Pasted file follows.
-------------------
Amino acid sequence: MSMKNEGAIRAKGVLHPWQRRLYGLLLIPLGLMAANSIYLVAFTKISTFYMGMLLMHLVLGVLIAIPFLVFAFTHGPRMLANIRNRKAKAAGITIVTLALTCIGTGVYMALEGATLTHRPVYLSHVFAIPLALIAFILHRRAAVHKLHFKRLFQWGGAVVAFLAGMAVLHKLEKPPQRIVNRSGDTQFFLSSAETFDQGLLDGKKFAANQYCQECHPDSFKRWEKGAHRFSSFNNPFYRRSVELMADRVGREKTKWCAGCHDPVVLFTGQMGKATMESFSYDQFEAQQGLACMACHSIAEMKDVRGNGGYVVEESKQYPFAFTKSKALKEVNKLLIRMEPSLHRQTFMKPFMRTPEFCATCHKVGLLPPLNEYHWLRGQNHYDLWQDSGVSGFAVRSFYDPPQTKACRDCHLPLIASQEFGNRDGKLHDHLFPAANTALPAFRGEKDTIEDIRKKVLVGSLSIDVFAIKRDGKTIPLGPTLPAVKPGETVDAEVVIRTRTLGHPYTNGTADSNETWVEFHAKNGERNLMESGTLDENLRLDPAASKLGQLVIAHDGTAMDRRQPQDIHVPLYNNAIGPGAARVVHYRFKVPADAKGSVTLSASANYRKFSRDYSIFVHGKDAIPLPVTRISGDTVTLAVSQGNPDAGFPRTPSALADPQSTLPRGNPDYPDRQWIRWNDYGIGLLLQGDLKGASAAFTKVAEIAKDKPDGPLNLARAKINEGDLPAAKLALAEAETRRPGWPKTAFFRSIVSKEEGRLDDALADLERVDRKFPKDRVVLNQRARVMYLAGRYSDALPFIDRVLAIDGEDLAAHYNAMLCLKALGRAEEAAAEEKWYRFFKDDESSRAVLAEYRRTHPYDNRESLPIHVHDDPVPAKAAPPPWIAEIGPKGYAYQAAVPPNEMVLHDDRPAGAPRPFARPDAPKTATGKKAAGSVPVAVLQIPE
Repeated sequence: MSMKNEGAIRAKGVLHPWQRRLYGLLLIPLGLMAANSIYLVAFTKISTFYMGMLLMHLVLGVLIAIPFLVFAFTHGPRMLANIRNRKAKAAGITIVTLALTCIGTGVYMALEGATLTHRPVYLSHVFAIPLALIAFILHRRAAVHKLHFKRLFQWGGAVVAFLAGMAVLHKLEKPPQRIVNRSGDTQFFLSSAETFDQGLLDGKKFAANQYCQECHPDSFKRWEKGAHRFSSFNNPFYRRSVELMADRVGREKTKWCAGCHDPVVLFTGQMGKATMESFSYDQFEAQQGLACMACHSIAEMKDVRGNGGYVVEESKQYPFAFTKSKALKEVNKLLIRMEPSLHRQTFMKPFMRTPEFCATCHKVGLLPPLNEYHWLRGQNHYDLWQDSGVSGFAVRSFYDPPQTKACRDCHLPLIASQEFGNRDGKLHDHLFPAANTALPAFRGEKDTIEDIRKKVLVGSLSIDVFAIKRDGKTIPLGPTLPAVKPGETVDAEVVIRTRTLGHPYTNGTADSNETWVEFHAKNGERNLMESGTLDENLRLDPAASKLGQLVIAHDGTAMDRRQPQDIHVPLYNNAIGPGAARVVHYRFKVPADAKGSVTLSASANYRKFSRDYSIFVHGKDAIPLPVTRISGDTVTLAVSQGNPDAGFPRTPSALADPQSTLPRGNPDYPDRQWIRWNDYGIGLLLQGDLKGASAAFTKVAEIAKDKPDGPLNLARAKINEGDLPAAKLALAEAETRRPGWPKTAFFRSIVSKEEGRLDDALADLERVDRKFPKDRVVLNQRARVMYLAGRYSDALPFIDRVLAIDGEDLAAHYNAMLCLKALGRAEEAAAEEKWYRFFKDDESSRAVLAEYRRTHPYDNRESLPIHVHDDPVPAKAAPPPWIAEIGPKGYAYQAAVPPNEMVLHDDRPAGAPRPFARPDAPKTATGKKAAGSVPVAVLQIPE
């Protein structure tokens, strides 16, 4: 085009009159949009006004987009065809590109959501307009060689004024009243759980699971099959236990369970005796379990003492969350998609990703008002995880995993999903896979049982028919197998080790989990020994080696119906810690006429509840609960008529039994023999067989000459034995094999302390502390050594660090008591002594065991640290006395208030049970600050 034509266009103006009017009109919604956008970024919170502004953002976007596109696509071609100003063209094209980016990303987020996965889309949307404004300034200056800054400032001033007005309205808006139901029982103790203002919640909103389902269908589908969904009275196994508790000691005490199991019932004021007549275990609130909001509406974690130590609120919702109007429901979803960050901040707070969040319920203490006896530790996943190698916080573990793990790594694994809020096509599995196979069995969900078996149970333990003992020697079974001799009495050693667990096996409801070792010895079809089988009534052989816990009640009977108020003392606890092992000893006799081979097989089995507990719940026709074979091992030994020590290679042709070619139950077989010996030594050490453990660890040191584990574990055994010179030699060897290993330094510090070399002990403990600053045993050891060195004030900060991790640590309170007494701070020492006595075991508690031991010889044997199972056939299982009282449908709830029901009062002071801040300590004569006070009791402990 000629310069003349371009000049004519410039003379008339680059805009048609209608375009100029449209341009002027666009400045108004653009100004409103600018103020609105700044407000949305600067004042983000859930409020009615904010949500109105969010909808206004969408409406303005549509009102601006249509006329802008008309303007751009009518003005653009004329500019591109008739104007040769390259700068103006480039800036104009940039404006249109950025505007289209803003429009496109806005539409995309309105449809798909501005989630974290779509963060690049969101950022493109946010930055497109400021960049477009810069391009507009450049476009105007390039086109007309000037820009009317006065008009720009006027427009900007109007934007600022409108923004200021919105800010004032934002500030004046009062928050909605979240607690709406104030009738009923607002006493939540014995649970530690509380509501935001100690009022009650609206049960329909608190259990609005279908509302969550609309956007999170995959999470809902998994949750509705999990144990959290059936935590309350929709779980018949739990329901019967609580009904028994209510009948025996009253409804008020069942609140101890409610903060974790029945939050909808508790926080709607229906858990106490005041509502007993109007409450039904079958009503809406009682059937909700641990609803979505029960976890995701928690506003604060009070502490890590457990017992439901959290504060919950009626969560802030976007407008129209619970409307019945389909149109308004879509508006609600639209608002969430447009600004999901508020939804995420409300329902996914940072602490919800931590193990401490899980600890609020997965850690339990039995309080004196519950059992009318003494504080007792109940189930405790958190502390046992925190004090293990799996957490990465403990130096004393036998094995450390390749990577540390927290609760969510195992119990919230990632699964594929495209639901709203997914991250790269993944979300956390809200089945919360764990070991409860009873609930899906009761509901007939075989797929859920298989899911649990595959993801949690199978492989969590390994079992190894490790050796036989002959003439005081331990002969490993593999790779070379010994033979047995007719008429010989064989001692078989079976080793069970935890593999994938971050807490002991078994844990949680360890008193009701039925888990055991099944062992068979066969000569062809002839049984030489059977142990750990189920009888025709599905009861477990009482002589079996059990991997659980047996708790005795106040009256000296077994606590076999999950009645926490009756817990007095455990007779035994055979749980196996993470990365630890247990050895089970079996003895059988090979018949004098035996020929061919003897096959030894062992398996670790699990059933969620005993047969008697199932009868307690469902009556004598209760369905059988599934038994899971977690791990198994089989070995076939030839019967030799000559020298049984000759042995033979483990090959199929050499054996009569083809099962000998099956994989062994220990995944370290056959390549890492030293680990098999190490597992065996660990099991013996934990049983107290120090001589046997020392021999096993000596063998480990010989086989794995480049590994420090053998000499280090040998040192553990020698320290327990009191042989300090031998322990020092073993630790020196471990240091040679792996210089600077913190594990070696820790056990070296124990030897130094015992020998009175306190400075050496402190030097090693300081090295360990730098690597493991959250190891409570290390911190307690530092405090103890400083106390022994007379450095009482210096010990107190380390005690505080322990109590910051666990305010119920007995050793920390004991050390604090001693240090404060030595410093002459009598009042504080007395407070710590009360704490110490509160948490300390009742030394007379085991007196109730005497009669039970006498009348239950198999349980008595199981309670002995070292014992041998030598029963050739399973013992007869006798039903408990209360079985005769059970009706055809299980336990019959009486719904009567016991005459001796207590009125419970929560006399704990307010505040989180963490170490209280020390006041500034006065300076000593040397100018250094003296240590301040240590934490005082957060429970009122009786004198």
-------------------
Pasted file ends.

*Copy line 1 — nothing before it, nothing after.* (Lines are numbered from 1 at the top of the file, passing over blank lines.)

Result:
Amino acid sequence: MSMKNEGAIRAKGVLHPWQRRLYGLLLIPLGLMAANSIYLVAFTKISTFYMGMLLMHLVLGVLIAIPFLVFAFTHGPRMLANIRNRKAKAAGITIVTLALTCIGTGVYMALEGATLTHRPVYLSHVFAIPLALIAFILHRRAAVHKLHFKRLFQWGGAVVAFLAGMAVLHKLEKPPQRIVNRSGDTQFFLSSAETFDQGLLDGKKFAANQYCQECHPDSFKRWEKGAHRFSSFNNPFYRRSVELMADRVGREKTKWCAGCHDPVVLFTGQMGKATMESFSYDQFEAQQGLACMACHSIAEMKDVRGNGGYVVEESKQYPFAFTKSKALKEVNKLLIRMEPSLHRQTFMKPFMRTPEFCATCHKVGLLPPLNEYHWLRGQNHYDLWQDSGVSGFAVRSFYDPPQTKACRDCHLPLIASQEFGNRDGKLHDHLFPAANTALPAFRGEKDTIEDIRKKVLVGSLSIDVFAIKRDGKTIPLGPTLPAVKPGETVDAEVVIRTRTLGHPYTNGTADSNETWVEFHAKNGERNLMESGTLDENLRLDPAASKLGQLVIAHDGTAMDRRQPQDIHVPLYNNAIGPGAARVVHYRFKVPADAKGSVTLSASANYRKFSRDYSIFVHGKDAIPLPVTRISGDTVTLAVSQGNPDAGFPRTPSALADPQSTLPRGNPDYPDRQWIRWNDYGIGLLLQGDLKGASAAFTKVAEIAKDKPDGPLNLARAKINEGDLPAAKLALAEAETRRPGWPKTAFFRSIVSKEEGRLDDALADLERVDRKFPKDRVVLNQRARVMYLAGRYSDALPFIDRVLAIDGEDLAAHYNAMLCLKALGRAEEAAAEEKWYRFFKDDESSRAVLAEYRRTHPYDNRESLPIHVHDDPVPAKAAPPPWIAEIGPKGYAYQAAVPPNEMVLHDDRPAGAPRPFARPDAPKTATGKKAAGSVPVAVLQIPE